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very few MSS. of this work, and the chief ones a-re that at • Heidelberg and the one in Paris. The first edition from the Heidelberg MS. with a Latin translation, is by Xylander, Basel, 1568, 8vo. There is a good edition by Verheyk (Lugd. Bat. 1774, 8vo.) with notes by Muncker, Hemsterhuis, &c. The best is by Koch (Leipz. 1832, 8vo.), who collated the Paris MS. and added valuable notes of his own. (Mallmann, Commentatio de causis et auc-toribus narrationum de mutatis formis^ Leipz. 1786, p. 89,&c.; Bast, Epistola critica ad Boissonade super Antonino Liberali^ Parthenio et Aristaeneto^ Leipz. ] 809 ; Koch's Preface to his edition.) [L. S.] ANTO'NIUS, plebeian. See antonia gens.
1. M. antonius, Magister Equitum, b.c. 334, in the Samnite war. (Liv. viii. 17.)
10. C. AntonhiSj Cos. 63.
12. M. Antonius, Illvir. Married
13. C. Antonius, Pr. b. c. 44.
14. L. Antonius, Cos. b. c. 41.
25. L. Antonius.
8. M. antonius, the orator, was born b. c. 143. (Cic. Brut. 43.) He was quaestor in 113, and praetor in 104, and received the province of Cilicia with the title of proconsul in order to prosecute the war against the pirates. In consequence of his successes he obtained a triumph in 102. (Plut. Pomp. 24 ; Fast. Triumph.} He was consul in 99 with A. Albums [see albinus, No. 22], and distinguished himself by resisting the attempts of Saturninus and his party, especially an agrarian law of the tribune Sex. Titius. He was censor in 97, and, while censor, was accused of bribery by M. Duronius, but was acquitted. He commanded in the Marsic war a part of the Roman army. Antonius belonged to the aristocratical party, and espoused Sulla's side in the first civil war. He was in consequence put to death by Marius and C<inna when they obtained possession of Rome in 37. He was in the city at the time, and the soldiers sent to murder him hesitated to do their irrand through the moving eloquence of the orator, ill their commander, P. Annius, cut off his head ind carried it to Marius, who had it erected on he Rostra. Antonius is frequently spoken of by Cicero as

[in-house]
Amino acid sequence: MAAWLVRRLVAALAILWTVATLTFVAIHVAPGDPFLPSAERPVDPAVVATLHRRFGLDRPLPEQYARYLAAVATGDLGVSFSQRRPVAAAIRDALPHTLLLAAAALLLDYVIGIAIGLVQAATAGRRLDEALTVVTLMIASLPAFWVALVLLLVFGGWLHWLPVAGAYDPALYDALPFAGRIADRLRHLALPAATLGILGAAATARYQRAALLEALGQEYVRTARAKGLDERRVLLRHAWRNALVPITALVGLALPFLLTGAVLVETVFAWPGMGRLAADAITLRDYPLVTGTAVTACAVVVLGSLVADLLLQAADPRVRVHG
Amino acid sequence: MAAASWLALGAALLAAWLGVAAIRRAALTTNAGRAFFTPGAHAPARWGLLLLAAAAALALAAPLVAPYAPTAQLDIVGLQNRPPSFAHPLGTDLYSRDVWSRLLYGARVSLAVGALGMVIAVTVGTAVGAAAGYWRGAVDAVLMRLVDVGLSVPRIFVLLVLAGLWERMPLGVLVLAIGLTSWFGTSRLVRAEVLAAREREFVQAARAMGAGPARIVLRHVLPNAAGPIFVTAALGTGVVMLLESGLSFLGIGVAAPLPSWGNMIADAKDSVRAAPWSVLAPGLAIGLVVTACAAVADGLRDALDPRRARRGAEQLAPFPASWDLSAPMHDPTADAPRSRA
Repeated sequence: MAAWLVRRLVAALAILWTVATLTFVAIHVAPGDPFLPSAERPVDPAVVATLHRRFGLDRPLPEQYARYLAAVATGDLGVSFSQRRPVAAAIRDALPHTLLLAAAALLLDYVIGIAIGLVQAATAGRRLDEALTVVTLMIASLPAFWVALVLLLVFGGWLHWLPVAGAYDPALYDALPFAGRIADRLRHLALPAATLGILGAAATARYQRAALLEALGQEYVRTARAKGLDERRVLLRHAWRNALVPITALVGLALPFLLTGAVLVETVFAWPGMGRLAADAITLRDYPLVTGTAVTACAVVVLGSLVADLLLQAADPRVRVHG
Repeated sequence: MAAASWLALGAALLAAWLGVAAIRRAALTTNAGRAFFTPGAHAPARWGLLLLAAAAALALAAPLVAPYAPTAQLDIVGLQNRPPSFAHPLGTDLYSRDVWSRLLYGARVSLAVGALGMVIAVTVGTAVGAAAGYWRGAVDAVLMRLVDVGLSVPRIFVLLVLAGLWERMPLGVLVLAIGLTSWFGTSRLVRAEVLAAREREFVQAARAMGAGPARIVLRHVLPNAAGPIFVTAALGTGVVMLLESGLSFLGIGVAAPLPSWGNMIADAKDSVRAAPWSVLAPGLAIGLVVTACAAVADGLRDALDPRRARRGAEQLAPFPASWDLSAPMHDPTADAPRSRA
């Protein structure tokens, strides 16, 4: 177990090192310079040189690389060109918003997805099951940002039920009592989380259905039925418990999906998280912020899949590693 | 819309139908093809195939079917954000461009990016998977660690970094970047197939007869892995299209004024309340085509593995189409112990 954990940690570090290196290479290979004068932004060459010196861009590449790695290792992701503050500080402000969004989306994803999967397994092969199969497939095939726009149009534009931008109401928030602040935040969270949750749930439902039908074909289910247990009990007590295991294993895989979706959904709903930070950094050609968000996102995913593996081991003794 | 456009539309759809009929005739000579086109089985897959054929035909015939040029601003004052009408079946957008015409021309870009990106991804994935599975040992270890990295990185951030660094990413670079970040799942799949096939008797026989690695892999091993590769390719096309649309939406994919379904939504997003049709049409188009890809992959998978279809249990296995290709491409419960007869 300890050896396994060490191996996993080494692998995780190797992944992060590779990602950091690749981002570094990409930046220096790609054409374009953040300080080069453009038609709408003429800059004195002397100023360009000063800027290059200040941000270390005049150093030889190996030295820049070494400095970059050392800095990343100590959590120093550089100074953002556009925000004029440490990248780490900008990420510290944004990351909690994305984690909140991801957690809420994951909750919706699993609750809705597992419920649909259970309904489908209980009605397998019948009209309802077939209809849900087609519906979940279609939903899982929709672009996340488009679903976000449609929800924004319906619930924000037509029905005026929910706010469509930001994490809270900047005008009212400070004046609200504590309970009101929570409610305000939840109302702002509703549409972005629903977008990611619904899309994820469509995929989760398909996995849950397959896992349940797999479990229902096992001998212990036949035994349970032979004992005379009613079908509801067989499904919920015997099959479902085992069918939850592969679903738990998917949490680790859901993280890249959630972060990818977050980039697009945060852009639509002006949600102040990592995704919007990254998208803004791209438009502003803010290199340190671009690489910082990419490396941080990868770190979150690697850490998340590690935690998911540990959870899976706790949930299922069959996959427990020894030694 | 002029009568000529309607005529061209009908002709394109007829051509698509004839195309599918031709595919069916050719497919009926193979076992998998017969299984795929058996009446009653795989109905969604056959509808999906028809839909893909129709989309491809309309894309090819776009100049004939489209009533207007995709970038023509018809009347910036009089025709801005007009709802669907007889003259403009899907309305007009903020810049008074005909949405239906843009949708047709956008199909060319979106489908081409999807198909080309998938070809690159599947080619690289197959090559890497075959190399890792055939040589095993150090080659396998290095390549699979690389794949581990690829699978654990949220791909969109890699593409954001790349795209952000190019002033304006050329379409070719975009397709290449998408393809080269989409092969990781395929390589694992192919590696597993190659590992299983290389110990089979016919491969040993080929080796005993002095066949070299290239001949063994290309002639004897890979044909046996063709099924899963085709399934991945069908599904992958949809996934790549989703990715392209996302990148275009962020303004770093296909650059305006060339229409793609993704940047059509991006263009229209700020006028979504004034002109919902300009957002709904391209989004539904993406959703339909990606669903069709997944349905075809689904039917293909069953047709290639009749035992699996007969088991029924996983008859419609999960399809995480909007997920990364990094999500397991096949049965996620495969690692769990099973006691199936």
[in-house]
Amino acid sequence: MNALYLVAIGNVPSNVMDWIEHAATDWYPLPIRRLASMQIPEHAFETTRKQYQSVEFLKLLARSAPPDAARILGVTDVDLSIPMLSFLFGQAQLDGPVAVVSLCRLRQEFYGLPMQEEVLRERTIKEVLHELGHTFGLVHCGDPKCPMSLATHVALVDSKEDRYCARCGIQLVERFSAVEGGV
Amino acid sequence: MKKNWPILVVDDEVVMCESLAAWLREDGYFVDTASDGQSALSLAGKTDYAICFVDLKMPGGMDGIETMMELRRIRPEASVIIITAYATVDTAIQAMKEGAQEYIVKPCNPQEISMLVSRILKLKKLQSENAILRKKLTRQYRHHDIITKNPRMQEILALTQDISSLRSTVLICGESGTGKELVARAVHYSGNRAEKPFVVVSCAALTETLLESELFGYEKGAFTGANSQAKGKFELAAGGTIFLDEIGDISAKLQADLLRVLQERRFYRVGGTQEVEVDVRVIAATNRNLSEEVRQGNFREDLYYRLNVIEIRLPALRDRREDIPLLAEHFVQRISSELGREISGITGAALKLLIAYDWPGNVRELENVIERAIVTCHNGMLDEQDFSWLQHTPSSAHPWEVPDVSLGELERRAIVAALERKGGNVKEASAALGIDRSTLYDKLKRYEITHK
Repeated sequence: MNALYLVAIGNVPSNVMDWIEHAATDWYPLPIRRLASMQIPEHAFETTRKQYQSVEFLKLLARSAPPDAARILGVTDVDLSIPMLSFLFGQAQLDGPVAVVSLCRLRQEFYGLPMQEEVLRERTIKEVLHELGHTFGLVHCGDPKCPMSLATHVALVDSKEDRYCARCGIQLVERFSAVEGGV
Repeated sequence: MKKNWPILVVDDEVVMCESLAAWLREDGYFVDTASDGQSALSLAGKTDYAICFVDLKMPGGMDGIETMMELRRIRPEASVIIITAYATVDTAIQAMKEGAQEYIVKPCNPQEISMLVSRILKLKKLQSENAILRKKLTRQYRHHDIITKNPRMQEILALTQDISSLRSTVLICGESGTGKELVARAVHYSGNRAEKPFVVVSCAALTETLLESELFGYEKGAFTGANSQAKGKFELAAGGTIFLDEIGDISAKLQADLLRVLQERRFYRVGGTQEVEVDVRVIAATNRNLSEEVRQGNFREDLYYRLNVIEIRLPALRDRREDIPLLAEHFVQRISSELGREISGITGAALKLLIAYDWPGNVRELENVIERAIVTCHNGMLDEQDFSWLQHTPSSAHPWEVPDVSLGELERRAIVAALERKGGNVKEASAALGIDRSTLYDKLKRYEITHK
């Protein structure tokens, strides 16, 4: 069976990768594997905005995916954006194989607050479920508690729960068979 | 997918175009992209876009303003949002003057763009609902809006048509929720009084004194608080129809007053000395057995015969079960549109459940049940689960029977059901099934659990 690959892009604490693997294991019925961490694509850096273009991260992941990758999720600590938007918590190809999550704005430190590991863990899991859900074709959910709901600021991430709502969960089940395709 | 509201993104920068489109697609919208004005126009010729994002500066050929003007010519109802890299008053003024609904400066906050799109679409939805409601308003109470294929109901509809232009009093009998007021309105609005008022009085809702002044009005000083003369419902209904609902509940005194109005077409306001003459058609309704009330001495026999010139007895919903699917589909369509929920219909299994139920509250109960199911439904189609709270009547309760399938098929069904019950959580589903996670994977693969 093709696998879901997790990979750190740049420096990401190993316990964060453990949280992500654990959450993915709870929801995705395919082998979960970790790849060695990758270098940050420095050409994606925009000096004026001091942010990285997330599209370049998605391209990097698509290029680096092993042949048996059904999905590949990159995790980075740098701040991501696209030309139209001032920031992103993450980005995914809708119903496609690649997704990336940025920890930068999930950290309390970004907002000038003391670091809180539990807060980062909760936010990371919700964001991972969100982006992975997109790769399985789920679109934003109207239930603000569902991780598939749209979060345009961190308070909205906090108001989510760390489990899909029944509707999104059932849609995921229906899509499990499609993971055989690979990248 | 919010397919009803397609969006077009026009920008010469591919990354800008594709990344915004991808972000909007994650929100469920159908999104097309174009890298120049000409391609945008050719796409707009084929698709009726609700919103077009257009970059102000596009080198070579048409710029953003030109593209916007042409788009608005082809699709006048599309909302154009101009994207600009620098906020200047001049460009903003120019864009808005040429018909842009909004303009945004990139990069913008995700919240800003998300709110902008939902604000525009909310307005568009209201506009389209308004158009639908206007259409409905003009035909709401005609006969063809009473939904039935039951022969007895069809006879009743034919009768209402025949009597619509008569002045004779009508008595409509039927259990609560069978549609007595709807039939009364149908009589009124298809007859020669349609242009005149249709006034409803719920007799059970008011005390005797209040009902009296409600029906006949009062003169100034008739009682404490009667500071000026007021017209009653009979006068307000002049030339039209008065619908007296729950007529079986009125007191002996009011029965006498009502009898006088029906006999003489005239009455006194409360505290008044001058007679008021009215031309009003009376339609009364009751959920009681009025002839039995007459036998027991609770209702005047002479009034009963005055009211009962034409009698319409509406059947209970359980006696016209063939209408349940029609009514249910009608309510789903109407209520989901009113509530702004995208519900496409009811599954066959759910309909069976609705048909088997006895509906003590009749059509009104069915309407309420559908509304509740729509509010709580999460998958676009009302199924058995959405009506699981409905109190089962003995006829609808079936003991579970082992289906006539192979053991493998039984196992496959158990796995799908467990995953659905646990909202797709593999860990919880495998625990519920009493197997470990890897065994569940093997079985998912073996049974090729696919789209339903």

one of the greatest of the R,oman orators. He is introduced as one of the speakers in Cicero's dq Oratore, together with his celebrated contemporary L. Crassus. From the part which he takes in the dialogue, it would appear that his style of eloquence was natural and unartificial, distinguished by strength and energy rather than by finish and polish. He wrote a work de Ratione Dicendi, which is referred to by Cicero (de Orat. i. 21) and Quintilian (iii. 6. § 45), but neither it nor any of his orations has come down to us. His chief orations were, 1. A defence of himself, when accused of incest with a vestal virgin, b. c. 113. (Val. Max. iii. 7. § 9, vi. 8, § 1; Liv. Epit. 63 ; Ascon. ad Cic. Milon. c. 12 ; Oros. v. 15.) 2. A speech against Cn. Papirius Carbo, b. c. Ill, who had been defeated by the Cimbri in 113. (Appul. de Mag. p. 316, ed. Oudend.) 3. An oration against Sex. Titius, tribune of the plebs, b. c. 99. (Cic. de Orat. ii. 11, pro Rabir. perd. 9.) 4. A defence of M\ Aquillius, accused of extortion in the government of Sicily, about b. c. 99. This was the most celebrated of his orations. (Cic. Brut. 62, de Off. ii. ] 4, pro Flacco, 39, de Orat. ii. 28, 47, in Verr. v. 1 ; Liv. Epit. 70.) 5. A defence